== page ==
Aside from their possible therapeutic purposes, these psychedelics are being used by neuroscientists such as Franz Vollenweider at the University of Zurich to induce controlled bouts of psychosis in healthy brains. The ability to mimic psychosis for short periods of time in those who are of normal mental state made psychedelics very relevant to those studying schizophrenia, mania, and Parkinson’s disease. fMRI imaging of schizophrenic and healthy brains show interesting parallels; both sets of brains show that the neuronal networks involved in self-reflection and those involved with receiving attention from other people bleed into and interact with each other – a probable cause of hallucinations. Vollenweider’s study hoped to assess the ability of two anti-psychedelic drugs, buspirone (a drug prescribed for anxiety) and ergotamine (a drug prescribed for migraines), in preventing the inundation of serotonin in the brain caused by psychedelics. They gave participants psilocybin, followed by one of the two anti-psychedelic drugs. They found that the buspirone restrained hallucinations, creative thinking, and influx of memories – symptoms often caused by psychedelics. Although not blocking all the psychotic effects that were induced, such as the fear of going insane or decreased alertness, buspirone did block many of the symptoms found in the early stages of Parkinson’s and schizophrenia. Vollenweider’s group hypothesizes this blockage occurs with the chemical binding to serotonin 1A receptors, which counteract the 2A receptors that psychedelics act on.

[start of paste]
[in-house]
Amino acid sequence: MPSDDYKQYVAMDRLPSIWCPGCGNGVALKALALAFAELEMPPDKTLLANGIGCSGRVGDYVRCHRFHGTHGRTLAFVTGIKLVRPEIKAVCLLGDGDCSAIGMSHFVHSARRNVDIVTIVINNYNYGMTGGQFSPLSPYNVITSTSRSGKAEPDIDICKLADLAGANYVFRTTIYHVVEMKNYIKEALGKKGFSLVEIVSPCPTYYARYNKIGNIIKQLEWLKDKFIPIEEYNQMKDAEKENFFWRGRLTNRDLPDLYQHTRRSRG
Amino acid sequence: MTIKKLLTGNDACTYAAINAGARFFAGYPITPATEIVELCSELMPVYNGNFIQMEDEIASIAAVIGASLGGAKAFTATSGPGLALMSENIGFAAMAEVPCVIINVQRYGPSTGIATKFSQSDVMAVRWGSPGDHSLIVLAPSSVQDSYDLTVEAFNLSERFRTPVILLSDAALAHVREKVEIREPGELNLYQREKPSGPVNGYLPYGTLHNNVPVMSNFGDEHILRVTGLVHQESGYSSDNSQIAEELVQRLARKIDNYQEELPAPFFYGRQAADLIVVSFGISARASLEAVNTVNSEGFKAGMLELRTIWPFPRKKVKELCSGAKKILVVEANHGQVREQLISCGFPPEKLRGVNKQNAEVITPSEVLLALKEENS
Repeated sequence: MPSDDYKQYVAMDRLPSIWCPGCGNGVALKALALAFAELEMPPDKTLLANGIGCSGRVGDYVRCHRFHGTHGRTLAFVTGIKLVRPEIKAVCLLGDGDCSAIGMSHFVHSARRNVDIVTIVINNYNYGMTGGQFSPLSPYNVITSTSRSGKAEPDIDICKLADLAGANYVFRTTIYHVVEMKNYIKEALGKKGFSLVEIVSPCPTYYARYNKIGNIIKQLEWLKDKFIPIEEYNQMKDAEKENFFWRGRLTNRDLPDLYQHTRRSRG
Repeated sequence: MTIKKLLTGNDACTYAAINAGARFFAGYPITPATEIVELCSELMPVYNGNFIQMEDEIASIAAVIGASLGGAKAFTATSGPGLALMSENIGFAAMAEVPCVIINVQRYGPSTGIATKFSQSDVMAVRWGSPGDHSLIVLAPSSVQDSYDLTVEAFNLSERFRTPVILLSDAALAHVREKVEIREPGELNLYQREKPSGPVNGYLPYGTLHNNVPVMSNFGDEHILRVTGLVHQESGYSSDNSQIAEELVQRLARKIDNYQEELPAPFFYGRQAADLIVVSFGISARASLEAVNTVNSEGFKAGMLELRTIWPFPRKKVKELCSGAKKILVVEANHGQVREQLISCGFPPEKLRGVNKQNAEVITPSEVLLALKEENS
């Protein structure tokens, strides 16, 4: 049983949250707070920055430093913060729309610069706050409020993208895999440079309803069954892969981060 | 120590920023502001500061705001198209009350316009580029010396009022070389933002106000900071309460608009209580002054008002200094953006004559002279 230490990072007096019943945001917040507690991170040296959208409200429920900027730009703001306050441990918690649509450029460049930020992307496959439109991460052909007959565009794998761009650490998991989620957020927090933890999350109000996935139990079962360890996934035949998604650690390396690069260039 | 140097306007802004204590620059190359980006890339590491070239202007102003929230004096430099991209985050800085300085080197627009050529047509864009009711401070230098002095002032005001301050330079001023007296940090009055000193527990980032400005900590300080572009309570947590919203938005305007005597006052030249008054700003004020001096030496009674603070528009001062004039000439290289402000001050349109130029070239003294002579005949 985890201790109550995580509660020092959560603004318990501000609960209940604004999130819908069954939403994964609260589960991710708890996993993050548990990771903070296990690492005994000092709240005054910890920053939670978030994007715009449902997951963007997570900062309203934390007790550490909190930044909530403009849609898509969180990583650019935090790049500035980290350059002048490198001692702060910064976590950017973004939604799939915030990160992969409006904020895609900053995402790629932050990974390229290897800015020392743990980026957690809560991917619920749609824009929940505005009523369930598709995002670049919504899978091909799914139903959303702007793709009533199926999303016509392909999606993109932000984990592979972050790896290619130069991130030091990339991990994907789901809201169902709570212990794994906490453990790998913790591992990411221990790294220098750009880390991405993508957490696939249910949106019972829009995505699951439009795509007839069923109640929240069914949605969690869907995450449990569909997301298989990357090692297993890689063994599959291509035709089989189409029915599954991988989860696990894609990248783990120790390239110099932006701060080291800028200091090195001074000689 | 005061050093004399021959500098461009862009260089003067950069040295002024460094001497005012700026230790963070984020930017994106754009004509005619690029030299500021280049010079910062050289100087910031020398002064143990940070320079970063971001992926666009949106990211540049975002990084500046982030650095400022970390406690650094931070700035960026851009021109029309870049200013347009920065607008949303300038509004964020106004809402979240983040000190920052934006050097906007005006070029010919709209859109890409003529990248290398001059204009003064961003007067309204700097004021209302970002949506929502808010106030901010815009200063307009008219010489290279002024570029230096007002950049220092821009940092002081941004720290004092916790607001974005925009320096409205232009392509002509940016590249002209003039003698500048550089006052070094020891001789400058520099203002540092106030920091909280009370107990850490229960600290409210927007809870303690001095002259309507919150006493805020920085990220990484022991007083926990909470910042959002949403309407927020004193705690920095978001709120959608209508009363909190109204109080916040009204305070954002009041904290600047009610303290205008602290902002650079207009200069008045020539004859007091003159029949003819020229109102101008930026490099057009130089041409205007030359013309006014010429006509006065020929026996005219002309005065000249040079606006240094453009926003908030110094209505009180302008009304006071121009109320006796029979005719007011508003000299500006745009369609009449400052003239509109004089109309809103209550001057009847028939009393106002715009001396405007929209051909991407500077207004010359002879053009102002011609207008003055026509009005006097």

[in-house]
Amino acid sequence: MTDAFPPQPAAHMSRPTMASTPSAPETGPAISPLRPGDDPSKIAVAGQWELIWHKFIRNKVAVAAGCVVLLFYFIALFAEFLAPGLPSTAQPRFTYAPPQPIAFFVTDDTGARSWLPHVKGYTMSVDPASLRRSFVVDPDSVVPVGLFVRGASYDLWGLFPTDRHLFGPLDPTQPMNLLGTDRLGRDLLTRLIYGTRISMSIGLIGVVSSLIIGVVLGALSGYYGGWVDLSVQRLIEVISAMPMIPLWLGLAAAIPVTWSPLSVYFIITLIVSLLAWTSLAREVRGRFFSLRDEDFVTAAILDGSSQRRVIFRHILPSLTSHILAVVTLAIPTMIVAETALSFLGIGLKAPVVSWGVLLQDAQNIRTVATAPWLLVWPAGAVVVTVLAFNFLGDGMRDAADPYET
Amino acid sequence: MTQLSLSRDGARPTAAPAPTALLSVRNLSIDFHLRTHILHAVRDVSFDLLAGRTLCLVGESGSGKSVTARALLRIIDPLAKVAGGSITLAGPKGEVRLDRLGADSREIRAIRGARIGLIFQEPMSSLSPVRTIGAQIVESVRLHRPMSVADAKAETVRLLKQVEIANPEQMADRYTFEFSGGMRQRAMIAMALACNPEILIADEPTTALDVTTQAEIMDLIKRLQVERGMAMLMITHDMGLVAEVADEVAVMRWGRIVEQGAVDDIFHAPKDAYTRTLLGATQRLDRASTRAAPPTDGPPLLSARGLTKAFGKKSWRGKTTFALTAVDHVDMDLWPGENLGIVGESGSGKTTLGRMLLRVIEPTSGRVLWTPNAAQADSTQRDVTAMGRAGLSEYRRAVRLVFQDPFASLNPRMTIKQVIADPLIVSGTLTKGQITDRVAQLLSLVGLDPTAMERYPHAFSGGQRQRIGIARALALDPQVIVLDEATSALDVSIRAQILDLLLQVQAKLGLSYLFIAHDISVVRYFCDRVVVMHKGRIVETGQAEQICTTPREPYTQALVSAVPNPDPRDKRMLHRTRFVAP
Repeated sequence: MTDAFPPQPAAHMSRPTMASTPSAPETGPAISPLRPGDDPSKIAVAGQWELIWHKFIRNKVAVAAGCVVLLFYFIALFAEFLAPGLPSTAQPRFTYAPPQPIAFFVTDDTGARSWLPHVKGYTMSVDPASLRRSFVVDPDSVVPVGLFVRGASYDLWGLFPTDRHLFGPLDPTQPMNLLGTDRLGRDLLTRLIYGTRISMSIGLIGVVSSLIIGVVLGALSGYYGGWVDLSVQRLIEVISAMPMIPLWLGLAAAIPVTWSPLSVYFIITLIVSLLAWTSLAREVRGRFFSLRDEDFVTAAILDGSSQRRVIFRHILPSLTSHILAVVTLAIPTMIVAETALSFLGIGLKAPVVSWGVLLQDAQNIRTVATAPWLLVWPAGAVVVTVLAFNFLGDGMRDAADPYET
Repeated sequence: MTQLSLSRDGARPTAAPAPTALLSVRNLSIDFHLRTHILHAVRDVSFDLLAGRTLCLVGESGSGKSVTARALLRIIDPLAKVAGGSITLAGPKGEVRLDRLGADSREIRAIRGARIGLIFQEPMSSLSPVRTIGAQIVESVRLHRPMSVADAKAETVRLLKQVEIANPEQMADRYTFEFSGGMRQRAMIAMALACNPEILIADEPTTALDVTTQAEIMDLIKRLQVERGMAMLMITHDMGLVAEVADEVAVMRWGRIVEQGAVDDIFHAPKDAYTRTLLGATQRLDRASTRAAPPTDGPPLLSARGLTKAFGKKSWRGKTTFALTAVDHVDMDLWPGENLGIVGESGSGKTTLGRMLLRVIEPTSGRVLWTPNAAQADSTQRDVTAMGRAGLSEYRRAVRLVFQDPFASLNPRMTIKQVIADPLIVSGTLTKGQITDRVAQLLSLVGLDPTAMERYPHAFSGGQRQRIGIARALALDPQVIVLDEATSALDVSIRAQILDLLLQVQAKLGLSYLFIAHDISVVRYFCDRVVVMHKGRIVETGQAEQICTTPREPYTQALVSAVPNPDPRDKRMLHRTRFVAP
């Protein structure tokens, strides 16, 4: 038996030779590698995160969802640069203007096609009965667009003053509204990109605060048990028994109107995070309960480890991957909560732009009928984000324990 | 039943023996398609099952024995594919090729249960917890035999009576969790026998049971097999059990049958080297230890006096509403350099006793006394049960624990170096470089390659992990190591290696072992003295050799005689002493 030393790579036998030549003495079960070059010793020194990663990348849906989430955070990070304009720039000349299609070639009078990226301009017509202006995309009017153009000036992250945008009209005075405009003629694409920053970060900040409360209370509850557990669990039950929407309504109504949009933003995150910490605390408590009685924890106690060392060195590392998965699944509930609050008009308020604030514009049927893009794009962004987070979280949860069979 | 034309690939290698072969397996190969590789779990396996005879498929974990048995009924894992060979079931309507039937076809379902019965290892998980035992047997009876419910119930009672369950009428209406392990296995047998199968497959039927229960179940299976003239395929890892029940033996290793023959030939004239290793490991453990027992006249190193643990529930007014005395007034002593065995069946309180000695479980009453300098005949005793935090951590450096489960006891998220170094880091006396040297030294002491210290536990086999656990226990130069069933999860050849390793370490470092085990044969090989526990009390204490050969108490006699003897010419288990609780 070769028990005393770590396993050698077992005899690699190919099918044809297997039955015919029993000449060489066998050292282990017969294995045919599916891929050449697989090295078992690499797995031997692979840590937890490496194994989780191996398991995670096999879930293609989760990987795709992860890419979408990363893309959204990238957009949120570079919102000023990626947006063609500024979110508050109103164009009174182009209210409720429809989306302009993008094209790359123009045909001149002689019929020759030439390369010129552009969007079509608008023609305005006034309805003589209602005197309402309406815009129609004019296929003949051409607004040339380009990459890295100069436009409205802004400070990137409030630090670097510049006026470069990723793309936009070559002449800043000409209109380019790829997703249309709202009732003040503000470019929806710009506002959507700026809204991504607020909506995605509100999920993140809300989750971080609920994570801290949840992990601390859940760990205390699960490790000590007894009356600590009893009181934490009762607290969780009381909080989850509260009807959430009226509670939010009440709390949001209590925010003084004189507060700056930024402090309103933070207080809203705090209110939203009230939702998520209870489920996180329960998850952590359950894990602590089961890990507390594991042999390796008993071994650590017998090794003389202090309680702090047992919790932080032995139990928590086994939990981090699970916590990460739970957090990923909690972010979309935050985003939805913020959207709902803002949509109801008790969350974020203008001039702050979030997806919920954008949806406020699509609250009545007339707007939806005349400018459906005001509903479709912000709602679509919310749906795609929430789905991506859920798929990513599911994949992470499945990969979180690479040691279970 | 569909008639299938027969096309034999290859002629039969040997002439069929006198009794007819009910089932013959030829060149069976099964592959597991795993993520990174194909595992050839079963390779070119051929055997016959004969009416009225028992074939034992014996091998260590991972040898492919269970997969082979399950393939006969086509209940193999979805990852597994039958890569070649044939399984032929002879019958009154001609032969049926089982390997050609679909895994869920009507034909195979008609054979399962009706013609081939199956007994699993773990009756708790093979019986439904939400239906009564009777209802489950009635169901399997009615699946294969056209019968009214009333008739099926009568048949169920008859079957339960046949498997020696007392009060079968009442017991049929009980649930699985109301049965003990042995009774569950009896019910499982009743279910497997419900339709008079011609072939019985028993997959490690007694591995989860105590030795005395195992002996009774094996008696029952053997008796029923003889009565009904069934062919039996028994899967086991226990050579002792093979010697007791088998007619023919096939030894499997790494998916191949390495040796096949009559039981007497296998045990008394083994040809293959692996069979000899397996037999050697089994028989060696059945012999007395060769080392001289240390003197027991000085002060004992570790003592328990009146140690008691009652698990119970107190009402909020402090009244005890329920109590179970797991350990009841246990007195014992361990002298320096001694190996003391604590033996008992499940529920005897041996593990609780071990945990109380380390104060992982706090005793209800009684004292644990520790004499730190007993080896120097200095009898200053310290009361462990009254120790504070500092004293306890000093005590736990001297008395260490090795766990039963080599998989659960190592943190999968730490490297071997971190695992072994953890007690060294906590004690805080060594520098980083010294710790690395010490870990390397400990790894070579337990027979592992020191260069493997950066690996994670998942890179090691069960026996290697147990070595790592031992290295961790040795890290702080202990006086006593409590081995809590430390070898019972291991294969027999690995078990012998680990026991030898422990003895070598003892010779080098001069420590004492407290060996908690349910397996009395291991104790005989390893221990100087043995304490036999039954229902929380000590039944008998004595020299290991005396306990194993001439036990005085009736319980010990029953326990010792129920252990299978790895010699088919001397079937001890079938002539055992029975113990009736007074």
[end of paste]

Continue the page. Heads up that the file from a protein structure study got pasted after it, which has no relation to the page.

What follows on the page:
The use of psychedelics in medical research has implicated a few other drugs in the alleviation of Schizophrenic symptoms, which is a step in the right direction for a disease that is in great need for treatments – especially in regards to negative thinking, social withdrawal, and apathy. Although it is unlikely to find one drug that will be a panacea for mental illnesses like schizophrenia, these new approaches are increasingly being embraced by mental health researchers because it allows them to better understand what their patients are experiencing in a controllable manner.
Along with the resurgence of interest in psychedelics, there has been an increase in concern over possible ethical violations in this area of research – and for good reason. In the 1950s and 60s, there were reported cases involving a lack of informed consent, and some researchers made false claims about the benefits of these substances and encouraged non-clinical use. However, the research of the last few years has proved that this area of study can conform to strict scientific and safety standards that are expected of modern medical research. Researchers in the aforementioned studies all obtained informed consent from their participants and had their protocols reviewed and approved by research ethics boards. The actual experimentation takes place in highly monitored, quiet, and comfortable health care facilities so as to minimize the risk of anxiety, fear or other adverse effect associated with a “bad” trip.
It is undeniable that a stigma of these substances still exists. If it were not for the War on Drugs, we may or may not have had a legitimate response to the growing costs of depression and anxiety today – it is hard to tell. Regardless, this renewed interest is very much warranted, as researchers are still looking for novel treatments to help those who do not benefit from currently available treatments. As with anything, it will take time to repair the misconceptions about the relative risks of these drugs, even when taken in a clinical setting. The next few years will likely re-shape our perception of these mysterious substances, and hopefully, those afflicted with mental illnesses like schizophrenia and depression will have a more promising outlook.